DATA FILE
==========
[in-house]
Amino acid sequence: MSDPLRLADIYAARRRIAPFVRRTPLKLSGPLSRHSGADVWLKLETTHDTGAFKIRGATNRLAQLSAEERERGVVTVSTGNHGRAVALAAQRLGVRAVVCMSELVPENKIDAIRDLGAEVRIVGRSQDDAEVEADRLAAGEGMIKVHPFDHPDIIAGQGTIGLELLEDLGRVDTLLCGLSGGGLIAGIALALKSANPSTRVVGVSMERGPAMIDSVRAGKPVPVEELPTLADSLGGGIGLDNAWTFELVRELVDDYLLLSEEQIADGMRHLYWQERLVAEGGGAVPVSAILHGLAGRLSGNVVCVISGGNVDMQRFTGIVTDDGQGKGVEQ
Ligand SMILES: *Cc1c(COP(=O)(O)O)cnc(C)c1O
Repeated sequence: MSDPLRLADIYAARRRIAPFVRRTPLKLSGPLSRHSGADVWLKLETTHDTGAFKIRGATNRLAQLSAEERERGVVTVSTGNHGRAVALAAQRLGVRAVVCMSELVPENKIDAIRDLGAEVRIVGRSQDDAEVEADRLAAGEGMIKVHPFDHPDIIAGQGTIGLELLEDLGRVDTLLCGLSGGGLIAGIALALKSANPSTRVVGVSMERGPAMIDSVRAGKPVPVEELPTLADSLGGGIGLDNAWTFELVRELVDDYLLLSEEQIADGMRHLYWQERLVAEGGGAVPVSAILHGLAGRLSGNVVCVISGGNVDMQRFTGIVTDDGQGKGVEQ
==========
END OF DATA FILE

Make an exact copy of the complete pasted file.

[in-house]
Amino acid sequence: MSDPLRLADIYAARRRIAPFVRRTPLKLSGPLSRHSGADVWLKLETTHDTGAFKIRGATNRLAQLSAEERERGVVTVSTGNHGRAVALAAQRLGVRAVVCMSELVPENKIDAIRDLGAEVRIVGRSQDDAEVEADRLAAGEGMIKVHPFDHPDIIAGQGTIGLELLEDLGRVDTLLCGLSGGGLIAGIALALKSANPSTRVVGVSMERGPAMIDSVRAGKPVPVEELPTLADSLGGGIGLDNAWTFELVRELVDDYLLLSEEQIADGMRHLYWQERLVAEGGGAVPVSAILHGLAGRLSGNVVCVISGGNVDMQRFTGIVTDDGQGKGVEQ
Ligand SMILES: *Cc1c(COP(=O)(O)O)cnc(C)c1O
Repeated sequence: MSDPLRLADIYAARRRIAPFVRRTPLKLSGPLSRHSGADVWLKLETTHDTGAFKIRGATNRLAQLSAEERERGVVTVSTGNHGRAVALAAQRLGVRAVVCMSELVPENKIDAIRDLGAEVRIVGRSQDDAEVEADRLAAGEGMIKVHPFDHPDIIAGQGTIGLELLEDLGRVDTLLCGLSGGGLIAGIALALKSANPSTRVVGVSMERGPAMIDSVRAGKPVPVEELPTLADSLGGGIGLDNAWTFELVRELVDDYLLLSEEQIADGMRHLYWQERLVAEGGGAVPVSAILHGLAGRLSGNVVCVISGGNVDMQRFTGIVTDDGQGKGVEQ